by Perry Anderson.
Verso, 370 pp., £39.95, May 1992, 0 86091 375 9
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A Zone of Engagement 
by Perry Anderson.
Verso, 384 pp., £39.95, May 1992, 0 86091 377 5
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... has resurrected the myth of yeoman virtue to warn against the bureaucracies of Brussels. Ferdinand Mount – thinking for the less militant tendency – has been altogether more subtle. A free-trade area with a common currency and an impotent parliament (the extension at Maastricht of the Treaty of Rome), together with the power that European ...

Mao meets Oakeshott

John Lanchester: Britain’s new class divide, 21 October 2004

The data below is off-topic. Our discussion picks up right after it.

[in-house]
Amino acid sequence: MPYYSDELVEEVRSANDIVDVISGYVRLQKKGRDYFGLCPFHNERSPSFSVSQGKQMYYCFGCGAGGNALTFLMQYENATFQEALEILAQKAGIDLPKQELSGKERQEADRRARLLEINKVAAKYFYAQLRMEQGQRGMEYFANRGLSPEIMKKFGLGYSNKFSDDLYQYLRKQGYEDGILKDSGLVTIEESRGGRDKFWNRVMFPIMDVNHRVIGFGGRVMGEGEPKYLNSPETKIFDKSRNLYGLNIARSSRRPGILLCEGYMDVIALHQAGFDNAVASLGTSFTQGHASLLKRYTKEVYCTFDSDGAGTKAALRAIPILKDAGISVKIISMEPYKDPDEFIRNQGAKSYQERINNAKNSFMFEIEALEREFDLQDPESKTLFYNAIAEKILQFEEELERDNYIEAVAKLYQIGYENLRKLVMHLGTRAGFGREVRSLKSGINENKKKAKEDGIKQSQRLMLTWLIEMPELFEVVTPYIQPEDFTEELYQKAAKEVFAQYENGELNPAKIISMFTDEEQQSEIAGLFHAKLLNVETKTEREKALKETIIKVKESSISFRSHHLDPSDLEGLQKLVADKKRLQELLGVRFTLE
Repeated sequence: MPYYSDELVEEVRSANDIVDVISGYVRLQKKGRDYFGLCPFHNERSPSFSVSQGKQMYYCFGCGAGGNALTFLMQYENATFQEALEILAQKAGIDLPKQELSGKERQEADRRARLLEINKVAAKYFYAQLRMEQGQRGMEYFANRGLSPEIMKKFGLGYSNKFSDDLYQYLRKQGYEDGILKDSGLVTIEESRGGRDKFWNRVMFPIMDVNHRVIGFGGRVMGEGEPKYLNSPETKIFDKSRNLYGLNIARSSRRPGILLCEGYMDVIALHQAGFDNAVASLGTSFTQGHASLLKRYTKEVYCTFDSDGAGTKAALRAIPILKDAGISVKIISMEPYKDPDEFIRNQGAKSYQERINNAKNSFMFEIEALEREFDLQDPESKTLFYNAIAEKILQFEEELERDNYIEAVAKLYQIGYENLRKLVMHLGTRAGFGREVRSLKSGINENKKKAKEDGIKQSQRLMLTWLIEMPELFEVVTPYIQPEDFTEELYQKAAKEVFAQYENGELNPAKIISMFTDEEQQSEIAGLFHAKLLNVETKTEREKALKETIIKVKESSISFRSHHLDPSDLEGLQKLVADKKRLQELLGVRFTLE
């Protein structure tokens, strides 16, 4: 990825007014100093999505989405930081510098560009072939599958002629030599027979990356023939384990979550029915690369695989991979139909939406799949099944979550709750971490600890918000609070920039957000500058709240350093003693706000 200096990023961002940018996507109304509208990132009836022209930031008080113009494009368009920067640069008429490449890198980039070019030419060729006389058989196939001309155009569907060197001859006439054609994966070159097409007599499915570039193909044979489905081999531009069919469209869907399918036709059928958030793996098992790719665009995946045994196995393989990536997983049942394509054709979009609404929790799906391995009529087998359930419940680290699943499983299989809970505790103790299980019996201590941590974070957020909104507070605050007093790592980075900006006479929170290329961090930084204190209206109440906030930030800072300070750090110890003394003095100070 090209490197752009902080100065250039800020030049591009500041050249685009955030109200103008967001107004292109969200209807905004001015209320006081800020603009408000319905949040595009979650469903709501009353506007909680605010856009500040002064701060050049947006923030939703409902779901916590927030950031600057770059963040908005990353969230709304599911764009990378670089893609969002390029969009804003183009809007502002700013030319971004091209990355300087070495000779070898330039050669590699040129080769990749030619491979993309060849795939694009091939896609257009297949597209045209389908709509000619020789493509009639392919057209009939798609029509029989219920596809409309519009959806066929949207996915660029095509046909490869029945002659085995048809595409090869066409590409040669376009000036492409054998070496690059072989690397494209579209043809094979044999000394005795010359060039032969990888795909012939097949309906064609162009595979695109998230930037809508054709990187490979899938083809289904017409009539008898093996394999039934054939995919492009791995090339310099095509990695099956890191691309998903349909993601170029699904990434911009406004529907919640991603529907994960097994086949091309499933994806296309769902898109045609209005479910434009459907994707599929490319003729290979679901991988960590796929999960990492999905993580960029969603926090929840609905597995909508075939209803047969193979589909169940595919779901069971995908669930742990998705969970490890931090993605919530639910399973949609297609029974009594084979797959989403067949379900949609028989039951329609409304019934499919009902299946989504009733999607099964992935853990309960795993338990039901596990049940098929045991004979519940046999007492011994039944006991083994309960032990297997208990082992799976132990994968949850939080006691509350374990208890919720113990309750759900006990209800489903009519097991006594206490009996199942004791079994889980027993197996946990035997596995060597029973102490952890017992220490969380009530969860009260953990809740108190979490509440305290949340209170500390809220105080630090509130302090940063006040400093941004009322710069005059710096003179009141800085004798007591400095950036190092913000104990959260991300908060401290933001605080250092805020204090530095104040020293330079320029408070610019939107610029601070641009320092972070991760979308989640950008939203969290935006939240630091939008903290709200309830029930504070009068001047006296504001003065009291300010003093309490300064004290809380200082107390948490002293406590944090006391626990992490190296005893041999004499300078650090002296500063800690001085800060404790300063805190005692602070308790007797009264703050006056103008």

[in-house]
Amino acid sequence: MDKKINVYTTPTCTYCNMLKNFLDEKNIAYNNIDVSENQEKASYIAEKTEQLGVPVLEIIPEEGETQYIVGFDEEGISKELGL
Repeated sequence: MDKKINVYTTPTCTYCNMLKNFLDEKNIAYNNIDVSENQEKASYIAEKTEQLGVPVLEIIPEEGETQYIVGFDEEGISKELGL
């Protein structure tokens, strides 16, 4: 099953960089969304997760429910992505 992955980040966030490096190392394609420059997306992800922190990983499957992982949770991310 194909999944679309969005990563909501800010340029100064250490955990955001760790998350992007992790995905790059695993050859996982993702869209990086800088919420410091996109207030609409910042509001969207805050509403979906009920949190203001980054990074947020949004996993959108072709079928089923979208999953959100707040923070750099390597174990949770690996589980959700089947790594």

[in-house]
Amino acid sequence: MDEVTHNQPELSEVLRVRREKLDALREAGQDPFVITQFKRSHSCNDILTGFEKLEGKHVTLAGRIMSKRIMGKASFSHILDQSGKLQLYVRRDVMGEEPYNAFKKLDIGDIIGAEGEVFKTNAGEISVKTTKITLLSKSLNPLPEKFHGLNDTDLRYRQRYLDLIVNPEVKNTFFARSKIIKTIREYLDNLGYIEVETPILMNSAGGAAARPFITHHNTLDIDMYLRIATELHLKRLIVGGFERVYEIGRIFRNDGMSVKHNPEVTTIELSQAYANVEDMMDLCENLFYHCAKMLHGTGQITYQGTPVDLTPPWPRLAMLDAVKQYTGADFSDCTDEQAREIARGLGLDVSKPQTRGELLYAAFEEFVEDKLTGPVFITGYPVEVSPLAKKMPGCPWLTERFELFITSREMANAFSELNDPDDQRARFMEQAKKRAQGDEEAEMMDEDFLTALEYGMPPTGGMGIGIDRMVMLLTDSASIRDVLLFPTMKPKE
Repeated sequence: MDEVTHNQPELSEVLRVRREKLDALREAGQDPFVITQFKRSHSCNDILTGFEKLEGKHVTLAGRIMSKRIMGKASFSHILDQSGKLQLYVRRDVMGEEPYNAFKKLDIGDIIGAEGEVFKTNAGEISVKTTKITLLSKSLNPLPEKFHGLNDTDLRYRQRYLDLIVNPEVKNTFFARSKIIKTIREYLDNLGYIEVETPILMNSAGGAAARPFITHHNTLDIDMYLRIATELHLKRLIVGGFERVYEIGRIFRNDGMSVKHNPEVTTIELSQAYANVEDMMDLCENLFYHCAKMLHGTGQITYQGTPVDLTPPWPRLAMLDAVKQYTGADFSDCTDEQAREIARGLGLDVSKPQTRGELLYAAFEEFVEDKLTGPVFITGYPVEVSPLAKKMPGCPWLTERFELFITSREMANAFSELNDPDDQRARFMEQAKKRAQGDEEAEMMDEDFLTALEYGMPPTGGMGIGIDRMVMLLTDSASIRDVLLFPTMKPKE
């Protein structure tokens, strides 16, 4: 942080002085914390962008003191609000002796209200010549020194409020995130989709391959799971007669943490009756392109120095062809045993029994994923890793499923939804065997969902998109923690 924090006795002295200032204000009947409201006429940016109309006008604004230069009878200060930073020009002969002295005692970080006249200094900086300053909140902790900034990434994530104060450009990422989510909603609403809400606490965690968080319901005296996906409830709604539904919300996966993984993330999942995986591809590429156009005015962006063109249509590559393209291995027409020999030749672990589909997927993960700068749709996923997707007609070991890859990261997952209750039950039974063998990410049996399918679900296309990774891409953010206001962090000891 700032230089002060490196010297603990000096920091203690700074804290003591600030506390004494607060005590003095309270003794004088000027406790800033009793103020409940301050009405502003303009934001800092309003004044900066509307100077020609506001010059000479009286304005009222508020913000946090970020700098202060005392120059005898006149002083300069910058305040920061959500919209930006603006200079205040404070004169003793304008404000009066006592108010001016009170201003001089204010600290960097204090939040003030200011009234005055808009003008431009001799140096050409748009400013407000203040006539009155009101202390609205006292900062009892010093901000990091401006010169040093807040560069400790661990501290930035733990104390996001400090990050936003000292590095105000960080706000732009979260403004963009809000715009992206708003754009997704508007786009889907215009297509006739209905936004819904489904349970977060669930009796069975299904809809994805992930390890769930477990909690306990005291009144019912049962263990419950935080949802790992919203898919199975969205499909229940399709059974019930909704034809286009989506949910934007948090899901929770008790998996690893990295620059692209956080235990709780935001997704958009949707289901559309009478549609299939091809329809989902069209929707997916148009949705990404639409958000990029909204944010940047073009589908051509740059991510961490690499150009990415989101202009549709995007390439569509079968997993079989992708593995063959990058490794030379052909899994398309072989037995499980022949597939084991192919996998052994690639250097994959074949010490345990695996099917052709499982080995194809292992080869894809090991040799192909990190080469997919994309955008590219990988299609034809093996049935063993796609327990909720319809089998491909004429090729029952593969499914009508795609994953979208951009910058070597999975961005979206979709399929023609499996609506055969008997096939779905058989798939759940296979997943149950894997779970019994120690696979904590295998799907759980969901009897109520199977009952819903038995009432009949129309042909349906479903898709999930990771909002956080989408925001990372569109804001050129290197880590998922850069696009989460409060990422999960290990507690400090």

Mind the Gap: The New Class Divide in Britain 
by Ferdinand Mount.
Short Books, 320 pp., £14.99, September 2004, 1 904095 94 1
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... for somebody to say something . . . and wait . . . and wait . . . It is in this context that Ferdinand Mount’s book Mind the Gap is so welcome. He has written an essay about class in which it is possible to disagree with almost every assertion and produce counter-examples for almost every fact, but which gives the strange, giddy-making sensation ...

Short Cuts

Stephen Sedley: Labour and Anti-Semitism, 10 May 2018

... and shoot down unarmed protesters, gets misdirected at Israelis’ cousins and co-religionists. Ferdinand Mount has described the Balfour Declaration of 1917 as ‘the last gasp of Edwardian nonchalance’, adding: ‘It is hard to imagine Palmerston or Peel launching into such a wild promise without thinking it through.’ But is it really right to ...

Book Reviewing

Stefan Collini: On the ‘TLS’, 5 November 2020